The Bogut-Lee Frontline: Another dominating performance from Bogut and Lee against the golden boys of Utah, Favors and Kanter. This time in their home gym. If you think that’s easy to do, you haven’t been following Jazz boxscores.
And in general, this furthers the point that I made in my Thunder recap. Bogut and Lee are at their best when playing against big lineups. They are far less effective playing together against smaller players who stretch the floor. When the Warriors are facing small lineups like the Thunder’s, Mark Jackson should rethink his rotations.
Take a look at last night’s Nuggets-Thunder game: In his home gym, Serge Ibaka was absolutely dominated on the boards by JJ Hickson, 19-7. How did that happen? Well, quite obviously, the undersized and highly mobile Nuggets’ frontline of Hickson and Faried is far better suited to matching up against the Thunder than the big and slow frontline of Bogut and Lee.
Serge Ibaka is not a great rebounder, averaging less than 8 a game the last few years. That dominating rebound performance he put on the Warriors? Strictly on Mark Jackson. A function of his refusal to match up correctly.
I remember that one of the biggest pet peeves Warriors fans voiced against Don Nelson in the forums had to do with his frequent lineup changes. These fans believed that SET ROTATIONS were essential to success in basketball. That SET ROTATIONS let players know what their role was, and enabled them to play their best.
Absolute nonsense. Utter garbage. Set rotations are nothing but a bugaboo of small minds. As has been proven forcefully and repeatedly by the great coaches of the NBA in recent years. Coaches like Greg Popovich and Erik Spoelstra don’t give a rat’s ass about set rotations. They match up to win.
As does the great Rick Carlisle. Take a look at the Mavs game against the Sixers last night. For the first time all season, Carlisle shifted Dalembert to the bench, Nowitzki to starting center, and Marion to the four, in order to match up with the Sixers’ stretch-five Spencer Hawes, and mobile four, Thaddeus Young.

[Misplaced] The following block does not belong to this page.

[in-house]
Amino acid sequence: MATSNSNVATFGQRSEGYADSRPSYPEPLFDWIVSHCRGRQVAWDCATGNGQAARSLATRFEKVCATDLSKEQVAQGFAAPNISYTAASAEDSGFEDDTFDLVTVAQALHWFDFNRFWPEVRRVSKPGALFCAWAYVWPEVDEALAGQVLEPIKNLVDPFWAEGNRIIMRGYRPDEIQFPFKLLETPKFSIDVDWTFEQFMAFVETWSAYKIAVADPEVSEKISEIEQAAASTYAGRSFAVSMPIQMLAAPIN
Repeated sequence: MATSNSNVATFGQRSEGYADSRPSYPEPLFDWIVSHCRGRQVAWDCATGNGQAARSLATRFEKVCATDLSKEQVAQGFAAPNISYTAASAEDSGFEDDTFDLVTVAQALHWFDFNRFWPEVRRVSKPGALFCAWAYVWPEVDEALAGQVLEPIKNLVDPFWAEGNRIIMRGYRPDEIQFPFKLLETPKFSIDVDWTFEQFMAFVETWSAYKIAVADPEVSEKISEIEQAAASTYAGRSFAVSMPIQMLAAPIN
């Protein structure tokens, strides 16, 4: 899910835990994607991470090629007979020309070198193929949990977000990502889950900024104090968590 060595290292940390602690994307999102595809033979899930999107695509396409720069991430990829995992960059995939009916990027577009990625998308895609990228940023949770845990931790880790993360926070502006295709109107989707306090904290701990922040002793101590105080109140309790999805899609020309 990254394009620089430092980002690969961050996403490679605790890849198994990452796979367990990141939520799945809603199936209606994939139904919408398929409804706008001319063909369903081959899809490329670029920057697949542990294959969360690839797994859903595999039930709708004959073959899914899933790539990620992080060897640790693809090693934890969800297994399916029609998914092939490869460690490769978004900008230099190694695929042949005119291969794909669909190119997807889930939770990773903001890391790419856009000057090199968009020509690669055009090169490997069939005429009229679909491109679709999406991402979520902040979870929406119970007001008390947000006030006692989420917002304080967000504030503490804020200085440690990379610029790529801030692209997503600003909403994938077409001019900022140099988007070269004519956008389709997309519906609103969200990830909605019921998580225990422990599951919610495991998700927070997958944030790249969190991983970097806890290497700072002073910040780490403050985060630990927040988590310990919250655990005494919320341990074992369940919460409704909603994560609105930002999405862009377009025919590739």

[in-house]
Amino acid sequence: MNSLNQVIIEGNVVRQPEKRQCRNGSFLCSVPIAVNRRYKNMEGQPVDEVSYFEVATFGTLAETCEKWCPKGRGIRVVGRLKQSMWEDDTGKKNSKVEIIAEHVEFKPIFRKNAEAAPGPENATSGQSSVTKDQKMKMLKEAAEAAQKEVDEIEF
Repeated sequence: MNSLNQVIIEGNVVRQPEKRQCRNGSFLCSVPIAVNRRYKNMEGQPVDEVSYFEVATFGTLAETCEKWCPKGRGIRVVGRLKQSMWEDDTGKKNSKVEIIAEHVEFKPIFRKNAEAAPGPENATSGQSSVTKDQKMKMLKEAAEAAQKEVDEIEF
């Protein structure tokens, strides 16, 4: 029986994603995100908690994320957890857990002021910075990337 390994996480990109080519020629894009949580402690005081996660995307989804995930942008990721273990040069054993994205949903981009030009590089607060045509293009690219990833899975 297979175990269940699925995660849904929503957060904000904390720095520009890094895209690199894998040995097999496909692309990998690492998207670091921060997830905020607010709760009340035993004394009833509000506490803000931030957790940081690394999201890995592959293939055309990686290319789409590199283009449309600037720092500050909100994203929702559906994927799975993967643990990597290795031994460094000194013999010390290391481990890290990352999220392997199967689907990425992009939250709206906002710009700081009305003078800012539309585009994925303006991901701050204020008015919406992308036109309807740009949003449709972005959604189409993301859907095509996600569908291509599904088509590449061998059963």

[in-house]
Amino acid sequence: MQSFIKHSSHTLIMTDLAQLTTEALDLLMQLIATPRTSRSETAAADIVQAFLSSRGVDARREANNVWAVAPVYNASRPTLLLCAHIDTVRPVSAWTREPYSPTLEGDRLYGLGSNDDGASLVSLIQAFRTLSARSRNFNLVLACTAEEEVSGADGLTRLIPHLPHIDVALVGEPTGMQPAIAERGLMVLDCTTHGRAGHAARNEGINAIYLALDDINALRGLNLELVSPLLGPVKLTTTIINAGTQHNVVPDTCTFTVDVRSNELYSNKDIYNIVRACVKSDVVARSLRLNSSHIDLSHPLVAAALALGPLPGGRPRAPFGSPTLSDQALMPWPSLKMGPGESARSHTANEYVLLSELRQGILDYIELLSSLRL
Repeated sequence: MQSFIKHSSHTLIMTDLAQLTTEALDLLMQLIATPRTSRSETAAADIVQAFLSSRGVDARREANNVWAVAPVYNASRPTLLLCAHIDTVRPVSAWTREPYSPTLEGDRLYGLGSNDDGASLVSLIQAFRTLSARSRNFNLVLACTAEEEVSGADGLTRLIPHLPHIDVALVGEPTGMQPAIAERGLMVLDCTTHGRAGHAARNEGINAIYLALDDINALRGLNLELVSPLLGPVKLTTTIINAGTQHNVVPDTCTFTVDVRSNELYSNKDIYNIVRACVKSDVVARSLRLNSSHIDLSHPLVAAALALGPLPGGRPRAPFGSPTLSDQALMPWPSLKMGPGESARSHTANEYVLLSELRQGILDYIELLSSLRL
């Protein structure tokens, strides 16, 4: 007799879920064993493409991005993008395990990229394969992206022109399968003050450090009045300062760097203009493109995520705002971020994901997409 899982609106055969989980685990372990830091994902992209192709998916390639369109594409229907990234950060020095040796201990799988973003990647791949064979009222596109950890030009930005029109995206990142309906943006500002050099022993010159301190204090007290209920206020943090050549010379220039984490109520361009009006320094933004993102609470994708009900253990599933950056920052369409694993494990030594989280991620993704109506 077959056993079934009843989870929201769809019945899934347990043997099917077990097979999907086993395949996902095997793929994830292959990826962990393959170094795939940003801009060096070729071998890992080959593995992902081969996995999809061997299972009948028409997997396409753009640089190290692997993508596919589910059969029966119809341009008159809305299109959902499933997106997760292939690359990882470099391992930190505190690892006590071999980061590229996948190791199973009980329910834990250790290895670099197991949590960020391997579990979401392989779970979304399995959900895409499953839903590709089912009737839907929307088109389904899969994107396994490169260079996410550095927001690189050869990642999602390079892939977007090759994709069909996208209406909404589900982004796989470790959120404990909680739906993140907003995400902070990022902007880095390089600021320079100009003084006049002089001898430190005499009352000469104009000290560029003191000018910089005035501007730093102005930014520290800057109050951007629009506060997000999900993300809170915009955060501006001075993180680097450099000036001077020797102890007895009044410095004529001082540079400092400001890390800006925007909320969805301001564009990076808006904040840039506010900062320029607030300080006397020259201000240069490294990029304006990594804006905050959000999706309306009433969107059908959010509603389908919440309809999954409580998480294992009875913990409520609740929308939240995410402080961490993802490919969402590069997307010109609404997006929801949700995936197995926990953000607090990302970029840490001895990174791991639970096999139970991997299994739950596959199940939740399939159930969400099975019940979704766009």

That’s how it’s done. The best coaches in the league think the game dynamically, and deploy their rosters dynamically. They match up to win.
The Warriors have one of the most versatile rosters in the entire league. But so far this season, their coach has been trapped in conventionality. And it has cost the team badly in games against the Clippers, Grizzlies and Thunder.
Monta Ellis: Taking another look at that Mavs boxscore, tell me, who is the Mavs’ real point guard?
I have been predicting for years that Monta would rock the statphreaks’ world if he ever got the opportunity to play point guard for a good coach on a team that could spread the floor. And Kirk Goldsberry has taken notice. Now if Goldsberry would only turn that lens on his own piss-poor analysis of David Lee, who is currently playing on one of the best defensive teams in the NBA.
Something else I’ve been saying for years: The “Sausage Stats” (my term for fraudulently-confected advanced stats like PER) are absolutely worthless. They cannot account for a player’s teammates, the system he plays in, or his role within that system. The Sausage Stats are a very poor substitute for the ability to watch games attentively and understand what you are seeing.
Don’t look now, but I’m seeing that the Mavs are 5-0 at home.
Yo Adrien: Remember Jeff Adrien? He’s apparently found a home with the Charlotte Bobcats.
I always loved this guy. Serious banger, sweet outside stroke.
Perusing that boxscore further, you’ll see the reason why the Bobcats are so much better this year. No, it’s not Al Jefferson — he’s barely played due to an ankle injury, and didn’t play at all last night. It’s because they’ve finally added some legit stretch-fours to their roster: McBob, who’s starting. And Anthony Tolliver. Adding some spacing to an offense that was badly in need of it, due to the wretched draft of Michael Kidd-Gilchrist (a perfect example of valuing athleticism over skill).
And then, of course, there’s Mr. Adrien. Who’s good out to 18 feet.
But best when you need some tenderizing.
Pre-Game Jitters: The Grizzlies nemesis is coming to town on Wednesday. Let’s see if Mark Jackson makes the necessary adjustment, and crossmatches the frontline. Bogut on Randolph. Lee on Gasol.
And maybe gets Iggy on Conley in crunch time.
Could make all the difference.